Posted 27th September 2018 | 3 Comments

Controversial lineside tree felling set to continue

Distorted track in Sussex

TREE felling alongside railways is set to continue, in spite of loudly-voiced protests from environmentalists and naturalists. Network Rail has warned that the problems caused by lineside trees are becoming worse because of the exceptionally dry weather this year in south east England.

The company has come under fire for clearing trees and other vegetation in a bid to reduce the annual problems caused by ‘leaves on the line’, which are sometimes treated as a joke but can be a major cause of delays in the months running up to Christmas.

Engineers are particularly hard at work in south east England, which experienced the hottest summer on record this year and also has the busiest commuter lines in the country. The prolonged drought means the ground is the driest it has been since soil moisture levels began to be recorded almost two decades ago, with pothole-like defects preventing some trains from running at normal line speeds in Kent and Sussex.

It means some journey times have been extended by a few minutes in localised areas, but with the long-range weather forecast predicting more dry weather, there is a risk of more speed restrictions to come.

Tree-felling, meanwhile, is also continuing, in spite of the protests.

Network Rail’s route asset manager for the south east is Derek Butcher, who is a geotechnics engineering expert.

He said: ‘The Met Office declared this year’s summer the joint hottest on record with only half the average rainfall in the south east.

‘Therefore, it’s not just gardeners bemoaning this incredibly dry weather. Network Rail staff in Kent and Sussex are working around the clock to ensure millions of passengers in the region can travel safely.

‘Many railway embankments in the region are made of clay and almost all of them are populated by trees and other vegetation. So during long periods of hot weather without rain, deciduous trees can suck moisture from the ground faster than it can be replenished.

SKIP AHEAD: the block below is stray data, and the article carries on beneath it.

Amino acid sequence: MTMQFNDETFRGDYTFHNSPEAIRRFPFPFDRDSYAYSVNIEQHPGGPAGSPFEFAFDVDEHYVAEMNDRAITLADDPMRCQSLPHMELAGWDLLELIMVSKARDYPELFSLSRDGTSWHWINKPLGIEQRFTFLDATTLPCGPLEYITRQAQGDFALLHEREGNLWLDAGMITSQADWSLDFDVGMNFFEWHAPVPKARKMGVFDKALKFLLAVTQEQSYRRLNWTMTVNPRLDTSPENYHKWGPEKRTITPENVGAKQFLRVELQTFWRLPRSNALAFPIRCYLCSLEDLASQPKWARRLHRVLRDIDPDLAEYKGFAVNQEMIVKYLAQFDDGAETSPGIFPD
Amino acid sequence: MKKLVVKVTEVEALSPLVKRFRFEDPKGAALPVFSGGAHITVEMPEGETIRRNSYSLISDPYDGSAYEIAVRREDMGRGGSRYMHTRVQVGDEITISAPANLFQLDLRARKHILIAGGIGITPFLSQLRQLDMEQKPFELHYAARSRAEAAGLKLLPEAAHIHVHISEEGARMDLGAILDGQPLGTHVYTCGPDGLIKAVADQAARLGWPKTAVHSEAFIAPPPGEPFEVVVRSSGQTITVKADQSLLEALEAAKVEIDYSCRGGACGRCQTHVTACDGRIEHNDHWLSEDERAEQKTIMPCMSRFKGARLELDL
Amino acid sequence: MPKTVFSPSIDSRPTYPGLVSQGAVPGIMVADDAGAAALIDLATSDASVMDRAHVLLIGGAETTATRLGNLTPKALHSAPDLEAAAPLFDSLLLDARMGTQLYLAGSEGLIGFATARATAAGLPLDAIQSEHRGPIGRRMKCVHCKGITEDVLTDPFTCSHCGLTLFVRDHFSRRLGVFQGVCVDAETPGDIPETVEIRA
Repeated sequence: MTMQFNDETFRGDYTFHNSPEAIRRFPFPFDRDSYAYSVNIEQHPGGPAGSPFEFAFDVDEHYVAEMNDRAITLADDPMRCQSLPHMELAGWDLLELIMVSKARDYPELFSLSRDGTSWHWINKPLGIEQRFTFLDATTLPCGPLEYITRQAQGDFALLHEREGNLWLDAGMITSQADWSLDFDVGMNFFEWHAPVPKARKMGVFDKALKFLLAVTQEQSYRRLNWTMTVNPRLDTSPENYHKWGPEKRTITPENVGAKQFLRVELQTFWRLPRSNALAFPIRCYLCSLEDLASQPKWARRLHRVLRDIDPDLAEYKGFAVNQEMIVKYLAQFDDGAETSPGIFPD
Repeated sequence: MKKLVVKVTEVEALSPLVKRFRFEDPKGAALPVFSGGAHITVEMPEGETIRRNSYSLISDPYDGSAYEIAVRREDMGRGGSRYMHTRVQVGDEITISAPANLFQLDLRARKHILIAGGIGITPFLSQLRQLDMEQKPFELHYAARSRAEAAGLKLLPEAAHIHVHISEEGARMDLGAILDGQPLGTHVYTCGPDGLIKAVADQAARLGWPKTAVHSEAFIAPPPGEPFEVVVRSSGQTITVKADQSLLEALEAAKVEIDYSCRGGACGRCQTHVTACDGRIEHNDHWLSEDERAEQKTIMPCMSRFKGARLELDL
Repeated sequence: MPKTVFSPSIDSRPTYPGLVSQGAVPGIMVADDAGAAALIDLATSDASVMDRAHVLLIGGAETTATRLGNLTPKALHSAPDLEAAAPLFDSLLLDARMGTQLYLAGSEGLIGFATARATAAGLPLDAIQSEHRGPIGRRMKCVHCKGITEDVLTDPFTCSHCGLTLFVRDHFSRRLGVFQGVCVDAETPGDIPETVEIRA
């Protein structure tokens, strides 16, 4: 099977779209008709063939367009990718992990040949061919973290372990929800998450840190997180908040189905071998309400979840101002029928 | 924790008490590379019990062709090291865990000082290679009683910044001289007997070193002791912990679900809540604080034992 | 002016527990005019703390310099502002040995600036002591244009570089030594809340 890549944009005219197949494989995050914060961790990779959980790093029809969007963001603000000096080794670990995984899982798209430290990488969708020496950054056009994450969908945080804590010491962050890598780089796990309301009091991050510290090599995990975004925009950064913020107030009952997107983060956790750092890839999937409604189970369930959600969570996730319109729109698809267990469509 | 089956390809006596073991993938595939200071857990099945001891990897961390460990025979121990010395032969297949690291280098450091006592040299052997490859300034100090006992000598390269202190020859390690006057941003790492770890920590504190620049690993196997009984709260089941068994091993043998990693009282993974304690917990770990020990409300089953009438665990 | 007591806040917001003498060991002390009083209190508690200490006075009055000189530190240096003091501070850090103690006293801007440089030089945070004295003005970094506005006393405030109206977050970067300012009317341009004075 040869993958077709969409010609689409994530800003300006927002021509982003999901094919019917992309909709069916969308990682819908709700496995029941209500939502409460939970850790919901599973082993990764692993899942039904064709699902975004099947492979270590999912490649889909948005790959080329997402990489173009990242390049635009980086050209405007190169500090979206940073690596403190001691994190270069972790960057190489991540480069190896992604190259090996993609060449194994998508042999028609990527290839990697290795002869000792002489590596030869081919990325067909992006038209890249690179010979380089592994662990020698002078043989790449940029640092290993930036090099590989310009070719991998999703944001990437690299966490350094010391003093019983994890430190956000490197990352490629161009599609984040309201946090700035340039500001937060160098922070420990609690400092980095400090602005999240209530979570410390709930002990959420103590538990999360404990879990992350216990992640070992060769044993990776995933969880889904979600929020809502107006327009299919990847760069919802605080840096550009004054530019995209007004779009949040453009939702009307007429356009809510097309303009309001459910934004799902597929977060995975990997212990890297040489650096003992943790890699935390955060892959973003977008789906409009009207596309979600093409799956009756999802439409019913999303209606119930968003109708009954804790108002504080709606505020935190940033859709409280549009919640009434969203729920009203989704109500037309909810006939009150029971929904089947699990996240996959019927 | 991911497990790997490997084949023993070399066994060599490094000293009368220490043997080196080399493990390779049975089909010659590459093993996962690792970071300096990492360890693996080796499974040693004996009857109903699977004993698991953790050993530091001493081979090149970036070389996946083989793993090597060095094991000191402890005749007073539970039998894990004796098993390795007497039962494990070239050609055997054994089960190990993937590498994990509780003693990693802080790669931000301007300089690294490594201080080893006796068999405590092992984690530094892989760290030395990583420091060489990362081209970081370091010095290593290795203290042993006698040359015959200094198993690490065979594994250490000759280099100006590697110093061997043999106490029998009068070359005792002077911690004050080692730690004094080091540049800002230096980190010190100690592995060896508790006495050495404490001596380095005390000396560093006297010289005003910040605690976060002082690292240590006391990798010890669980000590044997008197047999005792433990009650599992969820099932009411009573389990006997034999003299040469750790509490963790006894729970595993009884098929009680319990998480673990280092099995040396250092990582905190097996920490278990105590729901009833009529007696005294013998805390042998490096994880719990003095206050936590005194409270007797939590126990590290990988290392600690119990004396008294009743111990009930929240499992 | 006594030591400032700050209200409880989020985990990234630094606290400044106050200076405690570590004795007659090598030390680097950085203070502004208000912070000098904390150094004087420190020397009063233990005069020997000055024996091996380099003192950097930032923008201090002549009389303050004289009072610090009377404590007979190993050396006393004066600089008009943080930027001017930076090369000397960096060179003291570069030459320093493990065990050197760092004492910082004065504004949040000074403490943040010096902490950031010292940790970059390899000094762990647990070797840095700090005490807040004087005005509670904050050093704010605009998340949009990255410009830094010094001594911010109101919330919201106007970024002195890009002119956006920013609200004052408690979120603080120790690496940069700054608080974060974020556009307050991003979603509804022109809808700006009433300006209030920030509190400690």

‘This causes the ground under the track to shrink and much like potholes on the roads, trains can’t drive at full speed over these defects. We’re doing everything we can to stay on top of these problems and stop the risk of increasing journey times.

‘But with the long range forecast predicting more dry weather, we are braced and ready for more issues.’

Network Rail said it has spent almost £300,000 in Kent and Sussex tackling the issue over the past nine weeks and is now increasing resources even further. Engineers have used 3,000 tonnes of ballast so far in the south east to reinforce embankments over 15km of track, and £283,000 has been spent repairing defects caused by the drought. In some areas, and only where it is absolutely necessary. Network Rail is now warning that it will need to clear what are considered the thirstiest trees and vegetation to remove the risk of further damage to the railway.

Derek added: ‘We would need three months’ worth of rain to fall in a month for ground water levels to return to normal, which based on current forecasts is highly unlikely in the short term.’

Reader Comments:

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  • John Gilbert, Cradley

    Simply to echo the remarks of Peter McGivern and Jim Livesey. The only reason trees are growing on embankments and in cuttings these days is because British Rail 'economised' by not keeping them cut back to nothing - as always done in the past. So there is really nothing for tree preservationists to gripe about; the trees are only there because the railway authorities have not been doing their job!! Thank goodness they, the Railways, are now getting their act together!! (NB And I am a member of the Woodland Trust!)

  • Peter McGivern, Brackley

    I look forward to seeing large scale lineside tree felling throughout the UK. Far too many 'self-set' and unmanaged trees on embankments, cuttings and damaging bridges and viaducts. On some journeys it is like travelling in a gloomy corridor - such are the long stretches of tree infested lineside.

  • Jim Livesey, Mirfield

    More power to your elbow Network Rail. Unfortunately this work is long overdue. BR did not tackle vegetation very much following the replacement of "linesmen" with mobile gangs from the sixties onwards. I remember travelling to Brighton in the early days of Thameslink and being shocked at how little I could see of any countryside south of the London suburbs.
    NR are using contractors to do the chopping...the contract specifies how far from the lineside vegetation should be removed/cut back. It does not seem to be far enough to eliminate leaf fall to the rails and as to passengers having a view...forget it!